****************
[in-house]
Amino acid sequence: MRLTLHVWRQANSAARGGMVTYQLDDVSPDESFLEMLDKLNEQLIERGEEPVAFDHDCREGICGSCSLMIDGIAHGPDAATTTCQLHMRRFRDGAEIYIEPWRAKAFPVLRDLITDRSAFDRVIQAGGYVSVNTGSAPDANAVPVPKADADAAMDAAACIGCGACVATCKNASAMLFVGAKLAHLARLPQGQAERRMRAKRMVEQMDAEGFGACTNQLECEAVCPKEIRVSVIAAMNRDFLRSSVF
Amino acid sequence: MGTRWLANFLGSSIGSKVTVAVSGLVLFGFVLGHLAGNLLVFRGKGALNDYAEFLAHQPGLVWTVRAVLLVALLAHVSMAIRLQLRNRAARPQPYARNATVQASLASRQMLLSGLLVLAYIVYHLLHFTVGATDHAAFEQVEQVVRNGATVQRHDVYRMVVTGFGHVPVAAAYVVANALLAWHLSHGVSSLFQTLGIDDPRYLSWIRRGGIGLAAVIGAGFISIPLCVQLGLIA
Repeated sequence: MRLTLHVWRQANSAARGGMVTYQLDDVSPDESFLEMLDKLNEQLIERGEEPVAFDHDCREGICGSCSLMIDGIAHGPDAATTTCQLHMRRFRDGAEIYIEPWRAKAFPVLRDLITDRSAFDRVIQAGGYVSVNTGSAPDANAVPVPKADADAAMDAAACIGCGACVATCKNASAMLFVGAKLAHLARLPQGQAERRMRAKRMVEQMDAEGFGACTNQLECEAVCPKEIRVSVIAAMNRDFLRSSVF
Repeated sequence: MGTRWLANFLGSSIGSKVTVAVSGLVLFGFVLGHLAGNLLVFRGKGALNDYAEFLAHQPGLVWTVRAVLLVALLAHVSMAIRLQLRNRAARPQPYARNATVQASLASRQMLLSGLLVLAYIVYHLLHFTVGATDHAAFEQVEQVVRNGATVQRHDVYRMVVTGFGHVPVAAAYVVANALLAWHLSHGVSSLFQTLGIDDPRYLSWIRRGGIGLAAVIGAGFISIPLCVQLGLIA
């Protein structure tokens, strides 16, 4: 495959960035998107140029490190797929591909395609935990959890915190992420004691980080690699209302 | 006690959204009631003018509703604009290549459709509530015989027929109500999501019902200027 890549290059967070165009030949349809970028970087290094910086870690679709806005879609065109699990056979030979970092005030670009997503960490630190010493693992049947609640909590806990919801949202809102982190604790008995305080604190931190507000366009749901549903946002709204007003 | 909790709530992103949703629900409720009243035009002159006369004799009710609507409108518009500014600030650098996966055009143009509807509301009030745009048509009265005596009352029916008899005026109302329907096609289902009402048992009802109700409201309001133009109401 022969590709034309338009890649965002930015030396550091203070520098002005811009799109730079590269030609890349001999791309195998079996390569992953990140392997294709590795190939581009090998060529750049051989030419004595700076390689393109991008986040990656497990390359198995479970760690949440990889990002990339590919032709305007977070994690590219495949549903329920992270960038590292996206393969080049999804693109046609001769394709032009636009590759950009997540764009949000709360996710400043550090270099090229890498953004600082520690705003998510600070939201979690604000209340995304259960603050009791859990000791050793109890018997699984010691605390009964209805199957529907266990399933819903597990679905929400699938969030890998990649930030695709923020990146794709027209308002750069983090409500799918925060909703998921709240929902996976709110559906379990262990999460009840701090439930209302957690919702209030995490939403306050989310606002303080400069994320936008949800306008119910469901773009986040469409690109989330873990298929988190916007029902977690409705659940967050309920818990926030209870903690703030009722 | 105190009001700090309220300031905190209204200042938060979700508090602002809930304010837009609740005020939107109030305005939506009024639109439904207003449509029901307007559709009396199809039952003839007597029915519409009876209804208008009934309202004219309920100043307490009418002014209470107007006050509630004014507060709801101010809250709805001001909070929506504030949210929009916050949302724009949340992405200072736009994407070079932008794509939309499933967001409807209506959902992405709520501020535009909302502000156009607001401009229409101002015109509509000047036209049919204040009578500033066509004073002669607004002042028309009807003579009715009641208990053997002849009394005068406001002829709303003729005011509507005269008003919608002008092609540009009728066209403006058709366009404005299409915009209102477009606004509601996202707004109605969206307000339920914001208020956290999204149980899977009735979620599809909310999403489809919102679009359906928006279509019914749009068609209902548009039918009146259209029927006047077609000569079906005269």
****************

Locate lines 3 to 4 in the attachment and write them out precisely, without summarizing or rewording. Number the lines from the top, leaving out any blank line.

Amino acid sequence: MGTRWLANFLGSSIGSKVTVAVSGLVLFGFVLGHLAGNLLVFRGKGALNDYAEFLAHQPGLVWTVRAVLLVALLAHVSMAIRLQLRNRAARPQPYARNATVQASLASRQMLLSGLLVLAYIVYHLLHFTVGATDHAAFEQVEQVVRNGATVQRHDVYRMVVTGFGHVPVAAAYVVANALLAWHLSHGVSSLFQTLGIDDPRYLSWIRRGGIGLAAVIGAGFISIPLCVQLGLIA
Repeated sequence: MRLTLHVWRQANSAARGGMVTYQLDDVSPDESFLEMLDKLNEQLIERGEEPVAFDHDCREGICGSCSLMIDGIAHGPDAATTTCQLHMRRFRDGAEIYIEPWRAKAFPVLRDLITDRSAFDRVIQAGGYVSVNTGSAPDANAVPVPKADADAAMDAAACIGCGACVATCKNASAMLFVGAKLAHLARLPQGQAERRMRAKRMVEQMDAEGFGACTNQLECEAVCPKEIRVSVIAAMNRDFLRSSVF